So each week we confess, I believe in the Holy Spirit…. We would likely say we believe that the Spirit of God is powerful. It was the Spirit who brooded over the earth in creation. It was the Spirit who was at work raising Jesus from the dead. So why shouldn't the people in whom the Holy Spirit dwells understand the plan of salvation and have boldness declaring it? Or for that matter, why shouldn't people who have the Spirit living in them almost routinely be a channel of healing and other miraculous signs? The Spirit did that through Jesus, and––because of Pentecost––did the same through those early followers.

I assume most of us believe that, at least “conceptually.” We believe the Holy Spirit indwells Christian believers. But that should only heighten a crucial question for us: Where is the boldness among so many who say they are Christians to give public witness to their faith? Where is the miraculous in our fight against sin? How often is world looking at us in the Church and saying, “Wow, what is it with you?!” You see, what we believe about the Holy Spirit is not only found in our doctrines. It is fleshed out in our day to day lives. Life in the Spirit means we open ourselves to be invaded, as it were, by an outside entity––to allow someone else to come in and control our lives.
I think part of the problem is that much of our faith formation does not make it clear and does not emphasize that Christians are people who give their lives away. Maybe we try too hard to make things easy and inviting. Jesus did not do that. He told people to count the cost. Paul told the Romans that life is either controlled by the “flesh” (the temporal, that is passing away), or the Spirit (who is the very power and holiness and life of God). The “world, the flesh and the devil” tell us lies; we are tempted to be seduced by giving our priorities––our hearts––to things that have no lasting value. God wants to give us his Spirit––the very source of life and love.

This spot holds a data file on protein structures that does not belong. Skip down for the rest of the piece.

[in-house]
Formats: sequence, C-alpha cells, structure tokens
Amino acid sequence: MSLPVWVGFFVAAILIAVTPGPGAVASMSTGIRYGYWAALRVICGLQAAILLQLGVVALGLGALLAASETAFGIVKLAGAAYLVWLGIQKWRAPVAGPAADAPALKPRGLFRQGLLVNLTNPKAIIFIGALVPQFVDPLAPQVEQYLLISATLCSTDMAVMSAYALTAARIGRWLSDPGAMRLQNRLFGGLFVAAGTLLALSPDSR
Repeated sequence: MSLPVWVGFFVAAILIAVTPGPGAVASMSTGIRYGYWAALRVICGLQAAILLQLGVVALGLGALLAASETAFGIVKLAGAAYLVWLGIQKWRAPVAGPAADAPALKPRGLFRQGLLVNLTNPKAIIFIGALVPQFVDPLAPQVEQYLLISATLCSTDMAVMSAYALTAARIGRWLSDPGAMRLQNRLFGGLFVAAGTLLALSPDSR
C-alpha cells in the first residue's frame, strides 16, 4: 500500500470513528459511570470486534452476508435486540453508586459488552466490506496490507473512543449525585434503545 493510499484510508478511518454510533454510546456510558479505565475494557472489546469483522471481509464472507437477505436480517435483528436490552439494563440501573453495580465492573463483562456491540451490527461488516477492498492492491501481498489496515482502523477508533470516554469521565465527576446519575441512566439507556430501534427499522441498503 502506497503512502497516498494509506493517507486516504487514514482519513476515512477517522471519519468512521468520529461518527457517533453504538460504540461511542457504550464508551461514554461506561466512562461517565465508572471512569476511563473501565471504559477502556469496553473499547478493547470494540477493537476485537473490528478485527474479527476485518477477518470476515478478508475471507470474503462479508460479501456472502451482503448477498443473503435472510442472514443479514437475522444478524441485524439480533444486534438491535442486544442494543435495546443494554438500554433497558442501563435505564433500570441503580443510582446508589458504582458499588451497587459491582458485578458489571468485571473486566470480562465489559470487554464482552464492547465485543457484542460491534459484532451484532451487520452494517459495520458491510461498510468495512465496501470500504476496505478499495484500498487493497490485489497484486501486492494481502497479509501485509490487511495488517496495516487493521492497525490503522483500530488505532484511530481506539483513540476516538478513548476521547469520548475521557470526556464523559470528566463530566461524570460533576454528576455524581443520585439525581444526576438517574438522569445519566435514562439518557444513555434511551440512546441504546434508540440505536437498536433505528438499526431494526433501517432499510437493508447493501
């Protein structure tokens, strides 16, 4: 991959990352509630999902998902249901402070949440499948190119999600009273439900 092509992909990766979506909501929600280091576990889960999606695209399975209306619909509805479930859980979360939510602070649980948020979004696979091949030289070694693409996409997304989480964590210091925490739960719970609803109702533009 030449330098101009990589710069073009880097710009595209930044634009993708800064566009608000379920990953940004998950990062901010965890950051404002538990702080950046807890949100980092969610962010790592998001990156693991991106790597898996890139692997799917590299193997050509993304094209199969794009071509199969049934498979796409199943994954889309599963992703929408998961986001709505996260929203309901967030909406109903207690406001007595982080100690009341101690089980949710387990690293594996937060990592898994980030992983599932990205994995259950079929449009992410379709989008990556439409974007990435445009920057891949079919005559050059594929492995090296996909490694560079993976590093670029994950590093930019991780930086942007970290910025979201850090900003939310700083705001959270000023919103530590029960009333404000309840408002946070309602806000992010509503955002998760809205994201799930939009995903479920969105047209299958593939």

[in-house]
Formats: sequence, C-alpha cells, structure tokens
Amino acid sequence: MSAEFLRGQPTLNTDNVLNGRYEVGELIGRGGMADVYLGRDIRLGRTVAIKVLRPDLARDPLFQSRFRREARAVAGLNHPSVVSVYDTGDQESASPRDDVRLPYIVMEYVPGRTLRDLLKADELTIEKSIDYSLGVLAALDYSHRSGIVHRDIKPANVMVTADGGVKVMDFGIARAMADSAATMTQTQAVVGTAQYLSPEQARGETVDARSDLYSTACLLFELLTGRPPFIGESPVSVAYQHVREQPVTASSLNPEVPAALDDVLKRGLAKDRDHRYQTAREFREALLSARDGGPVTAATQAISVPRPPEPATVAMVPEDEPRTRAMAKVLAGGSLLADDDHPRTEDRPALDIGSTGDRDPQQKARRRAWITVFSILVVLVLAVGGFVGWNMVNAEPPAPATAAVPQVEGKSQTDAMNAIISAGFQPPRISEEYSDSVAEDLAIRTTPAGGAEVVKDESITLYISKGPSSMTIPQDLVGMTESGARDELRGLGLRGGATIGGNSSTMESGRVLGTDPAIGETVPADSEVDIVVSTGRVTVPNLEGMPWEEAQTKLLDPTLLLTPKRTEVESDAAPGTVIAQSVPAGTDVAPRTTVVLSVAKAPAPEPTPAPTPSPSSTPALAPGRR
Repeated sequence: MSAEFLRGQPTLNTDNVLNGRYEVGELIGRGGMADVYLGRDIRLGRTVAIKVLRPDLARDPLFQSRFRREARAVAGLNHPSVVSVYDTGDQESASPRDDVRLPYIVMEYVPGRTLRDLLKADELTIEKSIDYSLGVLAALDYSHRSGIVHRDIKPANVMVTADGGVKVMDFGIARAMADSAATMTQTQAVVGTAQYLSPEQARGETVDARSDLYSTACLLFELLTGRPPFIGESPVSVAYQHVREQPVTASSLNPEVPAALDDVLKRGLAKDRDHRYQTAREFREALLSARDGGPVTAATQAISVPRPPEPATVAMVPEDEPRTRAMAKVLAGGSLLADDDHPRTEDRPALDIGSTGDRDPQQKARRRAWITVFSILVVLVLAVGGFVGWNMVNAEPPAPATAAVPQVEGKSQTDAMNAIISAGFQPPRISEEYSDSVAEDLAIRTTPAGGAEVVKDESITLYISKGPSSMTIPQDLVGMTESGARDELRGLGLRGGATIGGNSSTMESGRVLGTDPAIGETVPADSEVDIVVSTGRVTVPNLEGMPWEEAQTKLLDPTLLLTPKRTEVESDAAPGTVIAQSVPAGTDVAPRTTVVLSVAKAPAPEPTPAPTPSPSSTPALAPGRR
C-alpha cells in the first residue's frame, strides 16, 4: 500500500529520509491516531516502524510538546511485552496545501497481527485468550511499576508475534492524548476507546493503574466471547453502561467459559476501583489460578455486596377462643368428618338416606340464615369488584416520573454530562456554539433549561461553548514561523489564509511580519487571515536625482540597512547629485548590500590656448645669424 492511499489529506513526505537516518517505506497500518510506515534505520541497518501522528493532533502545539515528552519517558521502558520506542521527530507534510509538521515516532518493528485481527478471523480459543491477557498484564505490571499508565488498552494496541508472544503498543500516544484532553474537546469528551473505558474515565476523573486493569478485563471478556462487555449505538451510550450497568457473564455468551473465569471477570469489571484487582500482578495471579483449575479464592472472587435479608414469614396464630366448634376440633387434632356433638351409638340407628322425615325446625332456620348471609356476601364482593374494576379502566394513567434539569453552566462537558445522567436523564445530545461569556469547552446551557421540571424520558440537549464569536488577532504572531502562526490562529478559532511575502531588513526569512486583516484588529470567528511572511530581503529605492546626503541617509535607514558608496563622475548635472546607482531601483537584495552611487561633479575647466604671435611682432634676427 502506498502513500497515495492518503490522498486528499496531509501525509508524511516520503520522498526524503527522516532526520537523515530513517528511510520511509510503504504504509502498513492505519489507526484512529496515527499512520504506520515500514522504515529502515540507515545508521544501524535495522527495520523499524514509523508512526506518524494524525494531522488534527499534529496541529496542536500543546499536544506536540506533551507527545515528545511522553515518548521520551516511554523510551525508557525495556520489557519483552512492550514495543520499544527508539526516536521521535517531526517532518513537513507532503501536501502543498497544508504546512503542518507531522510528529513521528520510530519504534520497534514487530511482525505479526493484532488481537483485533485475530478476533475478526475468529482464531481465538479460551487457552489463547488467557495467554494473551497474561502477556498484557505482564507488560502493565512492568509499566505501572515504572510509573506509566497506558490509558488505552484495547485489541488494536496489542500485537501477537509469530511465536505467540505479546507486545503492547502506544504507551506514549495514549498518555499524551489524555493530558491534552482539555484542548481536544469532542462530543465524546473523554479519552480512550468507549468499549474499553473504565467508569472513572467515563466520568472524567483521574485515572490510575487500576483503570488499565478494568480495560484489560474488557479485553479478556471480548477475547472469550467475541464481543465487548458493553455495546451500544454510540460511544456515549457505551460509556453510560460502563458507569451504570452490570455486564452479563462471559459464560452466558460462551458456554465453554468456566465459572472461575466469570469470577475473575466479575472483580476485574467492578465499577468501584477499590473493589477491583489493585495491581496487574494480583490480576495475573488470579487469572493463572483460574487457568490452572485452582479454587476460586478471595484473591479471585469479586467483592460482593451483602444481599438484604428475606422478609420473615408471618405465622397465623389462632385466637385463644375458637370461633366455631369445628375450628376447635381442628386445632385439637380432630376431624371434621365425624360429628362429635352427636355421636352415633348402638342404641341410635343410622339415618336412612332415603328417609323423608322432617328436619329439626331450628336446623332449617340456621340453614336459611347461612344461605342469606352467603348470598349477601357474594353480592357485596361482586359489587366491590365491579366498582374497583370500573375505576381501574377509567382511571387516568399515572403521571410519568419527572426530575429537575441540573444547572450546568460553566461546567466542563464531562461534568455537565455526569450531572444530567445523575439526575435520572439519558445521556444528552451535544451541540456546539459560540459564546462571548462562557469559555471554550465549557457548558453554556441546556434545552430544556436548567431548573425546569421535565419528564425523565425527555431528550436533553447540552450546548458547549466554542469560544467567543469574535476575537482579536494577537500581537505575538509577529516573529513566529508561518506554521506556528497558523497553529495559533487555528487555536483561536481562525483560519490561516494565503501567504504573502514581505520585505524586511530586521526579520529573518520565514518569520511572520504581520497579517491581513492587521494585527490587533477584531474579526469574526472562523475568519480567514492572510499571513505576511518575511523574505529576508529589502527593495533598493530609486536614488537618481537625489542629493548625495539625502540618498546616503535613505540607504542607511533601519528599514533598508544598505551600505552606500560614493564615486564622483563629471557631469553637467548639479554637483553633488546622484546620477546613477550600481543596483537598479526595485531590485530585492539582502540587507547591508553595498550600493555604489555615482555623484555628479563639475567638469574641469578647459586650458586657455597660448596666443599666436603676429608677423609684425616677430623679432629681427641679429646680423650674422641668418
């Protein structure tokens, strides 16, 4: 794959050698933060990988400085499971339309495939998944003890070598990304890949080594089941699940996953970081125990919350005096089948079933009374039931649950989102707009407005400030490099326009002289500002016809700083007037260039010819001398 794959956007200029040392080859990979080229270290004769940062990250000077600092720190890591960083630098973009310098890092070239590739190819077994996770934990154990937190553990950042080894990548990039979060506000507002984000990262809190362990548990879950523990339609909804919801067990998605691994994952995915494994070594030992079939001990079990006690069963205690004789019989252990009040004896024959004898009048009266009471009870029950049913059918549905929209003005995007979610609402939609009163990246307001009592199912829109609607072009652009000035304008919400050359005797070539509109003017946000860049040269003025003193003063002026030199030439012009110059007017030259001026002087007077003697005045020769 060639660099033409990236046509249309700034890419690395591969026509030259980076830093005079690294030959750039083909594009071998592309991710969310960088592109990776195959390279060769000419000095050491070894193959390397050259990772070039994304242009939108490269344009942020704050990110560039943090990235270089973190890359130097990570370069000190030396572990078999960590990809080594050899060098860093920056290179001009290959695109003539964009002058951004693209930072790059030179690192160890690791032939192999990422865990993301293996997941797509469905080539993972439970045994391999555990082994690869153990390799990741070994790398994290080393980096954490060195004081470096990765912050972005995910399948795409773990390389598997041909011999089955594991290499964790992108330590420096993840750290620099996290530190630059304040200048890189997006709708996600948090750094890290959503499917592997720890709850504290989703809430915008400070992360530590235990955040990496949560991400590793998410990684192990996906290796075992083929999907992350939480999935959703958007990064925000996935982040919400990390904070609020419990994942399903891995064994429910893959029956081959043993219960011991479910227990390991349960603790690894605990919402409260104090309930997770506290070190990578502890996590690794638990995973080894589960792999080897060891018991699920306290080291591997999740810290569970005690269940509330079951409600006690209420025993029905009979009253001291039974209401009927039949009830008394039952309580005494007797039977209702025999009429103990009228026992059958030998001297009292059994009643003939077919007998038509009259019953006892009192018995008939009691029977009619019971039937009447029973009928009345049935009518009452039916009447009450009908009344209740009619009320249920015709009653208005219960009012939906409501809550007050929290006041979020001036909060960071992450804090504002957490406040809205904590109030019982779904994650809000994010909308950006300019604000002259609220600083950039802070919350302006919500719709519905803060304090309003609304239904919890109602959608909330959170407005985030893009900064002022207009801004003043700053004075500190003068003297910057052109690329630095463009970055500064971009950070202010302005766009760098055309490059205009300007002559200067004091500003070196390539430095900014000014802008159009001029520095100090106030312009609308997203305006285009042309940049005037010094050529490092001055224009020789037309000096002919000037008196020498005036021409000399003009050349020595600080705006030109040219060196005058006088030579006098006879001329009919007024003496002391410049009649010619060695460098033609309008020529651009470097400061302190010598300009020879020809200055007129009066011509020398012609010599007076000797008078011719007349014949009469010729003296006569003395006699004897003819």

There is one huge question for each of us on this Pentecost Sunday: Have you had a personal Pentecost? Have you come into a living relationship with Jesus through a conscious indwelling of the Holy Spirit? This is more than confessing right things about the Holy Spirit; it’s about his living presence and control in your life. Jesus wants to transform our lives.


God is doing some wonderful things in our congregation; the life of the Spirit is evident. We have much to be thankful for. But periodically we need to examine ourselves, and Pentecost is a great time for that. I freely confess to you that I regularly need to face whether the Spirit is free and powerful in my own life, or if practices and patterns have crept in that grieve and quench the life of the Spirit. On this Pentecost Sunday we are reminded that we are here to be changed so that our lives are becoming more and more like Jesus. Jesus calls us to an indwelling intimacy of his Spirit within each one of us. Jesus wants us to be his witnesses so other people will give their lives away to him. You see, Pentecost is not only something that happened in the history of the church almost 2000 years ago. Pentecost is what Jesus wants to do in us.